Deck the Halls and See What Happens
Up on the topmost peak of Terror Mountain, in a small house with two other Neopets in it, a Kougra named Neigeua sat and waited for something bad to happen.
He sighed, and picked up his worn-out copy of Slugawoo Adventures, preparing to read it to his little sister again—when suddenly, he heard a screeching, grating noise.
It could only mean one thing.
“SYMILON!” he cried, rushing out of the house and looking immediately up to the roof, where the forest-colored Eyrie sat, dangling a very irate Stego off the gutter. “PUT HIM DOWN!”
His younger adopted brother gave him a lazy, arrogant grin, which within three days of knowing him had become the bane of his existence, and chuckled to himself. Without relinquishing his hold on the Tyrannian Petpet, he called down, “Relax, he can fly!”
With that, he dropped the Stego, who landed with a loud THUMP into a snowdrift. Neigeua raised an eyebrow and sighed. “Oh yeah, great job. Anything else you want to toss off the roof—wait, don’t answer that,” he finished as the Eyrie jumped down primly from the roof and stretched his wings.
“Well, what do you want, Niv-Niv?”
Neigeua winced. “I TOLD you, as I’ve told the other two members of this family, to NEVER CALL ME THAT, EVER.”
Symilon laughed uproariously and shook his feathered head. “Man, Mom must hate you or something! What a stupid nickname!”
Neigeua snarled quietly to himself. It wasn’t HIS fault his mother forgot his name after skipping past him in the Pound. It wasn’t HIS fault that she had stated, quite clearly in fact, to Rose, “I want the green Kougra... yes, Niv-Niv or something...”
The name had stuck.
He was about to leap at Symilon, when he remembered something.
“Okay, Lon-Lon, well, that’s alright then, isn’t it?” he jeered, watching the Eyrie’s face turn to flint.
“Oh, you’re SO dead.” The feathered Neopet leapt at the Kougra, who snarled in turn, and the two began playfighting on the grass, each calling each other nasty names and taking the odd swipe at each other.
The young Bori sighed, and adjusted her scarf, calling to her brother’s Petpet. “Come on, Fritz,” she said softly, as the young Altachuck climbed up her scarf to sit on her head, chattering away in a mewling tone.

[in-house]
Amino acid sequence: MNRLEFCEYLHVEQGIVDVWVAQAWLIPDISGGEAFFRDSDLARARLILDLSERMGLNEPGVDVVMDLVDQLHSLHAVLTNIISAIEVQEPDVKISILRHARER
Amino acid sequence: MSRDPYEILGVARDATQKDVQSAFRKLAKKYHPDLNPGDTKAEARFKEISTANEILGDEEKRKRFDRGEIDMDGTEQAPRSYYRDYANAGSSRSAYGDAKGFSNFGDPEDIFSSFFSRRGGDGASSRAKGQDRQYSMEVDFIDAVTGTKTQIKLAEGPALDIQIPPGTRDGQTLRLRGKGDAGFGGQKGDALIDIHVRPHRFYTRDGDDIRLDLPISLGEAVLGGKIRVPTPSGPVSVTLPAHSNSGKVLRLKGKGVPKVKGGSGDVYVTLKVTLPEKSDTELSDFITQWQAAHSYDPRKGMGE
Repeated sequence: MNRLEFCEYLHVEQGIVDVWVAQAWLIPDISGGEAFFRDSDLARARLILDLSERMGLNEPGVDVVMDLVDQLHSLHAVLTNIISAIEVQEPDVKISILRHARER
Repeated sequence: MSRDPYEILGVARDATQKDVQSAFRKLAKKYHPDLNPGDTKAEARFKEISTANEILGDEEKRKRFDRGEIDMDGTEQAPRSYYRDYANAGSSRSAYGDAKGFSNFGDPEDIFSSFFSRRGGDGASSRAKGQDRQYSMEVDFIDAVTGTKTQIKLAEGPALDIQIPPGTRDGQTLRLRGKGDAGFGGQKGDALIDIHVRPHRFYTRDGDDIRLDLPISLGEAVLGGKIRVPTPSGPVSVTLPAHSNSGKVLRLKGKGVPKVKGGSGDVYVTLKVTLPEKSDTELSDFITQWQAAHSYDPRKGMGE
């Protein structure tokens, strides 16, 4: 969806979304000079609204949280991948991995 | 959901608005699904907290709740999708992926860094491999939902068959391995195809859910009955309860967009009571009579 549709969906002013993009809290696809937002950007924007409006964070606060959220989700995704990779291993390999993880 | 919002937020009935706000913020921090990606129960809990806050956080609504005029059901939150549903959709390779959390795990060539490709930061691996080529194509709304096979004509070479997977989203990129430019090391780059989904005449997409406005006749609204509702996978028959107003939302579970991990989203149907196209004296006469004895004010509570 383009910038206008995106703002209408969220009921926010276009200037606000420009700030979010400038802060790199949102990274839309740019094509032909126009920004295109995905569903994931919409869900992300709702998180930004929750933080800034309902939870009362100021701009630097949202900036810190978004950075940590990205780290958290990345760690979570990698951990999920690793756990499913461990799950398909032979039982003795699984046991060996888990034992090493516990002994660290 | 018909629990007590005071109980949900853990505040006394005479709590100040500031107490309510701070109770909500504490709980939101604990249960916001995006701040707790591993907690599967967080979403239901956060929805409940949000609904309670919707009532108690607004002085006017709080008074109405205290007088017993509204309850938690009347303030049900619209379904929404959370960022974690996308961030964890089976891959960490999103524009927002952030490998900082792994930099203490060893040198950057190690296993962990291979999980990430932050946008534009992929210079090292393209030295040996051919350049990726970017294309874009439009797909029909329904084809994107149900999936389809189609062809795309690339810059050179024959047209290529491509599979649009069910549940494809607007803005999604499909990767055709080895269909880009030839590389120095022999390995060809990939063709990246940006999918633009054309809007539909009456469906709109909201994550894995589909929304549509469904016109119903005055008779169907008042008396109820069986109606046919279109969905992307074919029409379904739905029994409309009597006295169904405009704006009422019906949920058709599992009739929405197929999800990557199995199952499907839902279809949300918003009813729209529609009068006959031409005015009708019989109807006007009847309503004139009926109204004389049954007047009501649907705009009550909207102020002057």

She went outside, and stood over the howling, shrieking cacophony of fur and feathers, before calling out, “Mommy said we had to decorate the house for Christmas.”
Instantly, the two stopped. “Grezande... are you serious?” Symilon asked. The Christmas Bori nodded her head slowly, nails clicking together nervously.
“Uh-huh. She said we need to get the tree and the lights all ready.”
Neigeua preened himself happily. Finally! His time was here—as the oldest, he would take charge and shine! “Alright then,” he called out jovially, “Zan-Zan, you can go and get the ornaments out of the attic. Symilon, you can—“
The Eyrie stopped. “NO WAY!” he said, standing his ground.
Neigeua rolled his eyes. “You don’t even know what I’ve asked yet—“
“I’M TWO MONTHS OLD, YOU CAN’T TELL ME WHAT TO DO, YOU DON’T OWN ME!”
Neigeua wanted to scream. “No,” he said through clenched teeth, “but Ari does, and she left me in charge, so by all rights of in loco parentis, I AM IN CHARGE.”
Symilon stared blankly at him. “What was that last part? You’re a locomotive?”
Neigeua put his head in his paws. “...Just go get a tree. NOW, Symilon.”
The Eyrie shrugged, and with a muttered, “Whatever...” lofted off into the sky to find a tree worthy of the household.
Neigeua padded inside to check his sister’s progress, and as he’d expected, she was cowering in the corner, hiding from the Spyder perched on the door to the attic. He rolled his eyes.